High-flow or non-ischemic priapism: In this case, the prolonged and excessive erection of the penis is not due to an alteration in the veins of the penis but to an increased arterial flow of blood with normal venous drainage, but insufficient to produce the state of flaccidity in the face of this blood overload. It is much less frequent than ischemic priapism and has a higher recovery rate, with less negative sequelae.
Frequent causes and predisposing factors
It is not a 100% investigated pathology, since it is not very common, and the causes of its appearance are difficult to find out in some cases. Because priapism can originate in problems of the blood vessels of the penis, any chemical or physical factor produced by the body itself or received from outside, can affect the appearance of this disease. Among the most frequent causes of priapism are:
What is the relationship between priapism and erection drugs such as viagra, cialis or levitra?
These prescription drugs help produce potent and long-lasting erections by inhibiting the mechanism by which the penis returns to its normal state of flaccidity after ejaculation, thus increasing the time and quality of the erection.
These are completely safe drugs, used by millions of people every day. However, misused, without medical supervision (especially young men who consume them indiscriminately), these drugs known as Viagra, Cialis or Levitra (sildenafil, taladafil or vardenafil respectively) can produce excessively long erections due to unnecessary overdosage. The indications of medical professionals must always be respected and the amount of product ingested or applied must not be exceeded (Caverject for example is in erections), as otherwise it could mean a rather unpleasant visit to the emergency department. With continued abuse, long-term changes in the blood circulation of the penis could appear, helping to predispose cases of priapism to develop erectile dysfunction (even when the patient was not suffering from it).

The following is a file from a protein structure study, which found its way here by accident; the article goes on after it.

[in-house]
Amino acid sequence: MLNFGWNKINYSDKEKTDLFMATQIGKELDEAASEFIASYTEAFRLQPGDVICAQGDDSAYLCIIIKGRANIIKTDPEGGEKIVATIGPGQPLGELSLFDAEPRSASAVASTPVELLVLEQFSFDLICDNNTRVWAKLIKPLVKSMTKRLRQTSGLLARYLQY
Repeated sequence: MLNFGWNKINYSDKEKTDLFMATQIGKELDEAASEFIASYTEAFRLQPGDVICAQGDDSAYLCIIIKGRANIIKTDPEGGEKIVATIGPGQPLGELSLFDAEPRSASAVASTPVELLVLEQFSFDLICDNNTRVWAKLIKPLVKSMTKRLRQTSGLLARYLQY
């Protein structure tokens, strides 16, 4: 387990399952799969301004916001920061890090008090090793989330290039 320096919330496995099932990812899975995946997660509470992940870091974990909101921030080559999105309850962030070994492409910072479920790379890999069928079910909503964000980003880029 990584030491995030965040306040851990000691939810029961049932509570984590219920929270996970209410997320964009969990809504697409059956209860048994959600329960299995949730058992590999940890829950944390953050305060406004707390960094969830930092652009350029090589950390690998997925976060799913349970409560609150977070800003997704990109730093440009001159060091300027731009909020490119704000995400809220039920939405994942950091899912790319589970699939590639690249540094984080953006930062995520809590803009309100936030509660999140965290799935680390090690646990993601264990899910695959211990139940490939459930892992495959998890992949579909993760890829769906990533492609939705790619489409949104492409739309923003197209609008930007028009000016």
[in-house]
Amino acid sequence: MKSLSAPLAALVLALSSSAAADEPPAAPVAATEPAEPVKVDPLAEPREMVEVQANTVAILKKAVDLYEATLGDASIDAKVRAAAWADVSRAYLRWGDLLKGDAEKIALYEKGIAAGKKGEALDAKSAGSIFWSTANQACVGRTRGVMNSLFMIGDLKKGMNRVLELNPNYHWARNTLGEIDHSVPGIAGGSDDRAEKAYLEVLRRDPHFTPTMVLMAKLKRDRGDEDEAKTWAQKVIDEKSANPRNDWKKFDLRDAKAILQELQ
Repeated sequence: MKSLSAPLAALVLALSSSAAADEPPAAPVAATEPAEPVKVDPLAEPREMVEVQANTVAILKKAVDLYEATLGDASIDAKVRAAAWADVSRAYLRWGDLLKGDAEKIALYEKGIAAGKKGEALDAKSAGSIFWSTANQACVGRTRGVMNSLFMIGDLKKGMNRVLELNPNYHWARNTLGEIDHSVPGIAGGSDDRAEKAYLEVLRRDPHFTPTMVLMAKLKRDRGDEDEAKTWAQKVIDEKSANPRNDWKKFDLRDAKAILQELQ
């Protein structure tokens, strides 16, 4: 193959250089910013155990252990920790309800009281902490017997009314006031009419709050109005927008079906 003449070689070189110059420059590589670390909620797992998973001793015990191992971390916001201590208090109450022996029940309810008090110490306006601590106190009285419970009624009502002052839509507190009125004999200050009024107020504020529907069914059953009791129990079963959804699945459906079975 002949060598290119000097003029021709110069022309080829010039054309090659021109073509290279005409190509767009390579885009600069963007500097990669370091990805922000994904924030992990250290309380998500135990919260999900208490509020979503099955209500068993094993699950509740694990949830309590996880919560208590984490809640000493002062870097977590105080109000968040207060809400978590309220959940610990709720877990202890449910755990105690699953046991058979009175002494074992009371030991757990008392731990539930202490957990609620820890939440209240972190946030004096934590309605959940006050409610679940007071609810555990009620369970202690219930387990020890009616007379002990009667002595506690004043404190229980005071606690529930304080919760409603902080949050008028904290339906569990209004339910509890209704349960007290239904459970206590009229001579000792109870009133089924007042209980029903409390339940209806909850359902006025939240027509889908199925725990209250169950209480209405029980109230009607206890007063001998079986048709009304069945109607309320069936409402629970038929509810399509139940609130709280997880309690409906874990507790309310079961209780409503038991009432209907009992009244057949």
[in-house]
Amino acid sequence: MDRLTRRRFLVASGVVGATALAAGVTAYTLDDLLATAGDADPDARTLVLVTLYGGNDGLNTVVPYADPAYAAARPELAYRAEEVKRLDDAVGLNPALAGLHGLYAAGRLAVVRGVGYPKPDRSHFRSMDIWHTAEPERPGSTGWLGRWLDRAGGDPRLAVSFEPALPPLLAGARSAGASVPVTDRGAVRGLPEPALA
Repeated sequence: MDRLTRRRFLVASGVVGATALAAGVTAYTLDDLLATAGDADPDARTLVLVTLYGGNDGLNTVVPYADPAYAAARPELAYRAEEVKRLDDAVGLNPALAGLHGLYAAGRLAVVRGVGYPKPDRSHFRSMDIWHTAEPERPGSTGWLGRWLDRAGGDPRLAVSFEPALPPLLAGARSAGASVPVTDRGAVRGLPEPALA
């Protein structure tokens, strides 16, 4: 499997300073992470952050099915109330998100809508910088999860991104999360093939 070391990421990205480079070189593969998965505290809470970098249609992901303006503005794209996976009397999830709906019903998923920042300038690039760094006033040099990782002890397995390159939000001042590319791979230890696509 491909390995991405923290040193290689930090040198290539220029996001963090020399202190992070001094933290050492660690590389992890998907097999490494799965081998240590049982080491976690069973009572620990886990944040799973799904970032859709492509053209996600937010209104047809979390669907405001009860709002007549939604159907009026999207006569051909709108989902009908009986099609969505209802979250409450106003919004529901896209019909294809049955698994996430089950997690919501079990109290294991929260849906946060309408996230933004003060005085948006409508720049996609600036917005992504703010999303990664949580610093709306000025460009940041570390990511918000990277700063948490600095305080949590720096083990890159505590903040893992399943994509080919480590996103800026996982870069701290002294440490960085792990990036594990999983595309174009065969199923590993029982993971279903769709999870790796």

Symptoms and diagnosis
Ischemic priapism usually shows certain characteristics that help differentiate it from non-ischemic priapism such as: pain that increases gradually (the second one is usually painless) and marked erection only in the body of the penis (being in non-ischemic priapism, in the entire length of the penis, including the glans, although not entirely rigid).
The change of color in the skin of the penis occurs in both types of priapism as a clear indication of tissue hypoxia (lack of tissue oxygenation).
The diagnosis of priapism may be limited to a physical examination of the penis (and general circulatory conditions such as blood pressure or heart rate) and an interview to help determine what may have caused the alteration, such as any change in sexual habits or the use of certain drugs.